Monday, September 25, 2017
428FansLike
532FollowersFollow

Looking at Article 16 of the UN Convention and what it means for safeguarding and preventing the abuse of people who may be vulnerable.

The core element of the United Nations Convention on the Rights of Persons with Disabilities (UNCRPD) is Article 12, which provides for equal recognition before the law of all persons with disabilities and provides that State Parties shall recognise that persons with disabilities enjoy legal capacity on an equal basis with others in all aspects of life.

Lorraine Ledger outlines the beginning, development and success of a novel approach to creating an educational resource about bone health, dealing with causes, risks, screening and prevention for bone issues, a considerable concern for people with an Intellectual Disability.

The Irish Longitudinal study on Ageing – Intellectual Disability Services (TILDA-IDS) Wave II report (2014) highlighted that osteoporosis is the most common non-cardiovascular disease among the Intellectual Disability (ID) population, higher than arthritis, cancers and respiratory conditions.

How to avoid loneliness in older people with an Intellectual Disability, by Andrew Wormald

What are the circumstances in a person’s life that best help them avoid or overcome loneliness? For some people as they age loneliness is an ever-present risk. Mounting losses to social resources and deterioration in health increase the risk of experiencing loneliness.

Lessons from IDS TILDA by Kev Mac Giolla Phádraig.

Together, tooth decay and gum disease lead to tooth loss and oral disability. In Ireland, about a third of older adults with ID have no teeth; a rate twice as common as in the general population. What is worse is that when older persons with ID lose all their teeth, they are very unlikely to have.....

Deirdre Corby has sent in details to Frontline Magazine Ireland of a new programme launching in Dublin City University for people with an Intellectual Disability and others with in the field…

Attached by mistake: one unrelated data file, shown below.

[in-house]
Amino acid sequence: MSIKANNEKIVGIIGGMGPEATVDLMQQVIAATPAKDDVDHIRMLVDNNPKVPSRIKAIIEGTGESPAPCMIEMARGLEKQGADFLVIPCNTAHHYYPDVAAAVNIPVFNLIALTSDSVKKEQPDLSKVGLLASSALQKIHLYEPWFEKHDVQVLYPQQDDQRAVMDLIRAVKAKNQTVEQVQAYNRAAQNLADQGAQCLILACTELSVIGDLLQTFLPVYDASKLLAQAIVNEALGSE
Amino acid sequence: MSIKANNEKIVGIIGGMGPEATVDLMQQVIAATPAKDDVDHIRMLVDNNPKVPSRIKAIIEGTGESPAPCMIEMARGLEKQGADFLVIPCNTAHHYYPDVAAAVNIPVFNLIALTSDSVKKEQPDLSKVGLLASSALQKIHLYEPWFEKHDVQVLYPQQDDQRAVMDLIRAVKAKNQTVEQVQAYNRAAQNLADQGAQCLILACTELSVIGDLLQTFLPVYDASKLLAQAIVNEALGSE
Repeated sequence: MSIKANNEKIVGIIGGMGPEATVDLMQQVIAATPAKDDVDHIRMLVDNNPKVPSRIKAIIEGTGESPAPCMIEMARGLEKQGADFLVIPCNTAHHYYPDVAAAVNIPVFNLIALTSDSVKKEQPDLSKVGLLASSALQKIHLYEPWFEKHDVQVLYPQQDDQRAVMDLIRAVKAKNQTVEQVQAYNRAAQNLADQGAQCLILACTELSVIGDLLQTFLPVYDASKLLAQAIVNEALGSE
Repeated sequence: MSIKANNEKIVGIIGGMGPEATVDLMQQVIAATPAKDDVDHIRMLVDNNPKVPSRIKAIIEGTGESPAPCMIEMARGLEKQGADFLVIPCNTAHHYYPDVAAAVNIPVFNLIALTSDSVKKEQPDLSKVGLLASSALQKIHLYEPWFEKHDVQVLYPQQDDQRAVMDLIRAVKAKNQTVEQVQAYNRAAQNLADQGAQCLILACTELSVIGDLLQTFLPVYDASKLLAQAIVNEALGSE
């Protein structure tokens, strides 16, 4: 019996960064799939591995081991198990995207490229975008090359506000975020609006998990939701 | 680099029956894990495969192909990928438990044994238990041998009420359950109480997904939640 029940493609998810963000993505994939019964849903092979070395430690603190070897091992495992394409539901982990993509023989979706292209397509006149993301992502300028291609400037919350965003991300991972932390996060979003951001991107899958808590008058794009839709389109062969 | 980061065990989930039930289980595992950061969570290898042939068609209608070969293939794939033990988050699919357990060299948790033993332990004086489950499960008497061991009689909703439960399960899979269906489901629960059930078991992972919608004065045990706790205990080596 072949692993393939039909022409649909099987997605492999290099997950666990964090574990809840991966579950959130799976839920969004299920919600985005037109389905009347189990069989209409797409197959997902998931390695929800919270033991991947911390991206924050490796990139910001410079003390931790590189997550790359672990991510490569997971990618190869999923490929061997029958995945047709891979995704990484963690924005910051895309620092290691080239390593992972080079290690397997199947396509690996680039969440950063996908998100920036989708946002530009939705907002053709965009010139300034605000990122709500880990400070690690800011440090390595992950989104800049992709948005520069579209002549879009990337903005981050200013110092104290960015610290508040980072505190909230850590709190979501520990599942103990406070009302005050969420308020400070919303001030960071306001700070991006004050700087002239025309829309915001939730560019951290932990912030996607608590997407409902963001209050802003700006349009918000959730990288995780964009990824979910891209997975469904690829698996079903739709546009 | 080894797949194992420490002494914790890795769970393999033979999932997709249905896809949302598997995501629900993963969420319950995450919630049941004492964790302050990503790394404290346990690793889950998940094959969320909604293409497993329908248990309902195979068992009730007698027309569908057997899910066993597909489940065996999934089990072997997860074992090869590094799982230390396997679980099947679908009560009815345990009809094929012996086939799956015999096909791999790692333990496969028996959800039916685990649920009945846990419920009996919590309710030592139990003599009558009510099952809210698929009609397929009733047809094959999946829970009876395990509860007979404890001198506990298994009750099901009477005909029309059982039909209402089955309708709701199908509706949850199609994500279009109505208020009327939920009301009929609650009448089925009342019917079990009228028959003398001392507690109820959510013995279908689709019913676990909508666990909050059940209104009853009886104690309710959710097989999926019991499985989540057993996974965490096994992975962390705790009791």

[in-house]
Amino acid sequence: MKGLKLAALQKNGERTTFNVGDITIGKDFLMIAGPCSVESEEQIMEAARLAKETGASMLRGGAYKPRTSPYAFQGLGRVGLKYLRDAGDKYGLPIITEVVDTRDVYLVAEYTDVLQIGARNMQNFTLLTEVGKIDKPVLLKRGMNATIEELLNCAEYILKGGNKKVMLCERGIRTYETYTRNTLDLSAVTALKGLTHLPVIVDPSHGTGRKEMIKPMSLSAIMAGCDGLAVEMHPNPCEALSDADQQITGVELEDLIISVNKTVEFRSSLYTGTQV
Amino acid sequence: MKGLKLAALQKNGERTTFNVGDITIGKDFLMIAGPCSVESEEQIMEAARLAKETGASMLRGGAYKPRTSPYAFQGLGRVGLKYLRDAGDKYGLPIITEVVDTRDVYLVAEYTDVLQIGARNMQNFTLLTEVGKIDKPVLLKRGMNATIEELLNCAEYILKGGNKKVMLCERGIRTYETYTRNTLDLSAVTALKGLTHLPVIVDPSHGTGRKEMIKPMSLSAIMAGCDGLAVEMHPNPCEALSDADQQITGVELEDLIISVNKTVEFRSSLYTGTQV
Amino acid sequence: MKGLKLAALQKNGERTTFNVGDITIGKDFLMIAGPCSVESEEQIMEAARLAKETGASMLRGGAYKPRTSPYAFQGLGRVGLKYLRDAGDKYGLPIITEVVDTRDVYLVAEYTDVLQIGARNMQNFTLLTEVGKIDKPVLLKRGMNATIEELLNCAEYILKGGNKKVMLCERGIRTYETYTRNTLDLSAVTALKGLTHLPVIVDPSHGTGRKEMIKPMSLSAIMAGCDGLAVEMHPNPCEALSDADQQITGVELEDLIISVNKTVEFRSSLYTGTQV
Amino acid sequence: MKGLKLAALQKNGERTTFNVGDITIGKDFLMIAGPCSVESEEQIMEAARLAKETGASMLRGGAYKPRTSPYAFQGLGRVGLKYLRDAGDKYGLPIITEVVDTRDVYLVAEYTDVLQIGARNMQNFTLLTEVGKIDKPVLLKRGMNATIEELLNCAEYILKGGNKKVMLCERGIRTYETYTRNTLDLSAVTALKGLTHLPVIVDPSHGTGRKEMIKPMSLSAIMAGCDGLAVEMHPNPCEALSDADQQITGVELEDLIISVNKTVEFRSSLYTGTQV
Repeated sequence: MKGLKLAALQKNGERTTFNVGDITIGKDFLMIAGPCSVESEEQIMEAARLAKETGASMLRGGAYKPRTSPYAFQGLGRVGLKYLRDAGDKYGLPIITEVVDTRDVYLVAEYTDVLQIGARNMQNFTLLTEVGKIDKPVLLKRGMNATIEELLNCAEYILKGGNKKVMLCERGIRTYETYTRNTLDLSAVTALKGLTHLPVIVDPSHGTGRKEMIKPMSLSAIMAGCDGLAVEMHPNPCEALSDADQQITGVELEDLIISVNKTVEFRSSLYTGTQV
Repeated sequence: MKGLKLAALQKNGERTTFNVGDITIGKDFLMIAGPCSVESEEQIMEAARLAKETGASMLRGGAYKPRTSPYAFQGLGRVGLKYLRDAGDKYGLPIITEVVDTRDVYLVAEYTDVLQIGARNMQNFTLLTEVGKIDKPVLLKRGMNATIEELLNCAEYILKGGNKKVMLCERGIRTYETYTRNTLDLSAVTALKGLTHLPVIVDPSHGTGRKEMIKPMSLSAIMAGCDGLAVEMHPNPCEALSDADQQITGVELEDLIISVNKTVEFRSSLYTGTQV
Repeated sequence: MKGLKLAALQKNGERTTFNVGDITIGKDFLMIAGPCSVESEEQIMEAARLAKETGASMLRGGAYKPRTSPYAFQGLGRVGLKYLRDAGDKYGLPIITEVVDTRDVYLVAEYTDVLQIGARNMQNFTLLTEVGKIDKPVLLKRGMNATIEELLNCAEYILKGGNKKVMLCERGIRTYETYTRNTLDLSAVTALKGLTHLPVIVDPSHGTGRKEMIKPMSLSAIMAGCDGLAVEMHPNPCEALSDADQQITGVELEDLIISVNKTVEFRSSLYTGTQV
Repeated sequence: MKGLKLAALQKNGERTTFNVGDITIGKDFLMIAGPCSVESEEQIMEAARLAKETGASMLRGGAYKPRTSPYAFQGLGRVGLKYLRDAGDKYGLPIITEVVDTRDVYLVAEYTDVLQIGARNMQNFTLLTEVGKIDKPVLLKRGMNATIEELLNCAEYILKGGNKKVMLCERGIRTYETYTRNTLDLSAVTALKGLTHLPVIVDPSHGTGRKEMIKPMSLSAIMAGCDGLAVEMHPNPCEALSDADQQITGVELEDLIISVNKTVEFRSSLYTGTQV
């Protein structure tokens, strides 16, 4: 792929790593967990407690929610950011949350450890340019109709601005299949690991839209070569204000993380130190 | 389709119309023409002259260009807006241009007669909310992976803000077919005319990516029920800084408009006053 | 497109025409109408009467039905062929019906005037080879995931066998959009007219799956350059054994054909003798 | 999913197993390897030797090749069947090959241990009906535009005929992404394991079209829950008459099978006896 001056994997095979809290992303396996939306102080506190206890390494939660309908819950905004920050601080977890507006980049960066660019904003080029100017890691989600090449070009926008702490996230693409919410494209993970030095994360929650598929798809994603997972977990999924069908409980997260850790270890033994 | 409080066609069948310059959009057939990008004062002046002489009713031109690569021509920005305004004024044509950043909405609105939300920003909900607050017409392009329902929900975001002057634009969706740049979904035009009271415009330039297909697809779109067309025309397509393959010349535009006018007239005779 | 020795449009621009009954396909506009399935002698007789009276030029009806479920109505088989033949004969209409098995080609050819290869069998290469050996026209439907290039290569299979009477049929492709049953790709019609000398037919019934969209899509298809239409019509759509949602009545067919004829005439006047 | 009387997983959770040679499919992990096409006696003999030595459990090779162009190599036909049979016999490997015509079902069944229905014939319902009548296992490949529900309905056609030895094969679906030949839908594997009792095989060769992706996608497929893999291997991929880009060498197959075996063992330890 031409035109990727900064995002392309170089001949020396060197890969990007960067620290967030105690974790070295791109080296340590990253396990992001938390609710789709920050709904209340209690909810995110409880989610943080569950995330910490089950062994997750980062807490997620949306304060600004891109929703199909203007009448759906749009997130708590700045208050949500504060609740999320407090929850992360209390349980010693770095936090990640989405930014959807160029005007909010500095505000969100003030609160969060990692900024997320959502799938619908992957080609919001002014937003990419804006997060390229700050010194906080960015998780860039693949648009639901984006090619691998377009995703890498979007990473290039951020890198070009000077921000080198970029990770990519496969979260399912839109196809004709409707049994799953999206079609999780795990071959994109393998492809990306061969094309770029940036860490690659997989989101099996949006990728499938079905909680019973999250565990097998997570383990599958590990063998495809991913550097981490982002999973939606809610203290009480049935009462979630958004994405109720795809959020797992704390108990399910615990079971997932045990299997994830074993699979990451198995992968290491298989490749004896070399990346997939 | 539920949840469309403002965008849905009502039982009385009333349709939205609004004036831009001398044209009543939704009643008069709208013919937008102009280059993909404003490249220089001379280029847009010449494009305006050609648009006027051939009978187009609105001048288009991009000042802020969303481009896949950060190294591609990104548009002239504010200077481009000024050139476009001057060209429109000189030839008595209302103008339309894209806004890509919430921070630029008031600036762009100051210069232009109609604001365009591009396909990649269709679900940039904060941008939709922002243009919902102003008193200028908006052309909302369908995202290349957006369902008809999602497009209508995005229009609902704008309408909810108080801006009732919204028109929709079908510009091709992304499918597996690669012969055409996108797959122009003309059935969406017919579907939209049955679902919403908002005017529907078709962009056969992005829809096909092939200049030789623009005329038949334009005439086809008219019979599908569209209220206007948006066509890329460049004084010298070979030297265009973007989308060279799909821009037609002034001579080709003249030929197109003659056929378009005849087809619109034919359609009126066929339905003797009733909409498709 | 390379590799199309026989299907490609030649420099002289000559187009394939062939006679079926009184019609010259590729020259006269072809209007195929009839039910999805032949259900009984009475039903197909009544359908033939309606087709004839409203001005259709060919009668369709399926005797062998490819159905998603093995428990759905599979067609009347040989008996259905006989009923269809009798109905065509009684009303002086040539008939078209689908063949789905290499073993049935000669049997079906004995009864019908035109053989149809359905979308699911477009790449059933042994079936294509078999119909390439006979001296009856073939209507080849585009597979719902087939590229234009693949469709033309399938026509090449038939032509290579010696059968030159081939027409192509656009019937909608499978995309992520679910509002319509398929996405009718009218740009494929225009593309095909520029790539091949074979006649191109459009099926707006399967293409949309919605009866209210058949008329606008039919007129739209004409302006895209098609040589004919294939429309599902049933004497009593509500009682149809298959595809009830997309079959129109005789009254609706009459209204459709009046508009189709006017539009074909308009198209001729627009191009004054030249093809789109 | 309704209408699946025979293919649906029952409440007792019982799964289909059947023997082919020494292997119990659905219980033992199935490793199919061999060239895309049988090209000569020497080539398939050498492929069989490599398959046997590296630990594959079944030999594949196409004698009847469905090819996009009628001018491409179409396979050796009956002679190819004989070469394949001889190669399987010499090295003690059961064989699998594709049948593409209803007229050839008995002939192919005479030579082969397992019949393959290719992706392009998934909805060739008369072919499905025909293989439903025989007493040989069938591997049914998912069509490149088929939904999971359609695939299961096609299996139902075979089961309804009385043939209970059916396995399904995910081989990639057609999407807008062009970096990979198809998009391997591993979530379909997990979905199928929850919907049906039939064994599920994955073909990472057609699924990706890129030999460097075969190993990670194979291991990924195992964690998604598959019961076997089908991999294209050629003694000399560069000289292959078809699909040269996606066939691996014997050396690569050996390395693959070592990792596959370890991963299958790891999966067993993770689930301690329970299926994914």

The School of Nursing & Human Sciences, DCU are launching a new programme in the area of relationships and sexuality for people with an Intellectual Disability. It is open to all

Sarah Corcoran has recently secured satisfactory accommodation for her brother John now life has changed for them, but only after a worrying and protracted succession of meetings, applications and representations. She details this frustrating process for Frontline Ireland…

Our story begins in June 2012. At the time, I was 25 years old and my brother John was 22 years old. We lost our mother three years previously and now we had just lost our father. Our father’s death was sudden and we were completely unprepared. My brother John has an intellectual disability and had been living in the family home with my father as his carer.

Chris Lowe draws an interesting correlation between environmental and disablement concerns, and argues that rather than being distinct, the two may be mutually complimentary – it is necessary to consider both when legislating for change to improve conditions for people with disabilities, and for society as a whole…

One thing is certain; disabled people of all sorts need to be involved in environmental politics, because if we're not part of the conversation, decisions...

Eilish King shows us an innovative idea for recording, keeping and showing your treasured life experiences in electronic form…

Have you ever noticed that as we grow older it becomes harder to remember important stories and information about our lives? These memories hold lots of information about ourselves, and the way we like to live our lives. Life stories can be a good way of gathering up the stories and information about ourselves, so that we can make sure we continue to live our lives as we would like.

Niamh McEnerney, member of the Dublin Mid Leinster (DML) End-of-Life Sub-Group, shares her findings from her research, which asked the question: What are the end-of-life needs of Adults with Intellectual Disability?

Ireland’s independent health safety, quality and accountability regulatory body, The Health Information & Quality Authority (HIQA) published the National Standards for Residential Services for Children and Adults with Disabilities in 2013. Within these standards, the need for appropriate end-of-life care for adults with Intellectual Disability (ID) was highlighted.

Registered Intellectual Disability Nurses (RNID’s) are unique, being the only group of professionals who are educated solely to work with people with an intellectual disability (ID) (Northway et al 2006). This specialised education is only available in Ireland and the UK. RNIDs work in a wide range of settings, and have a diversity of roles and skills (one of which is care planning)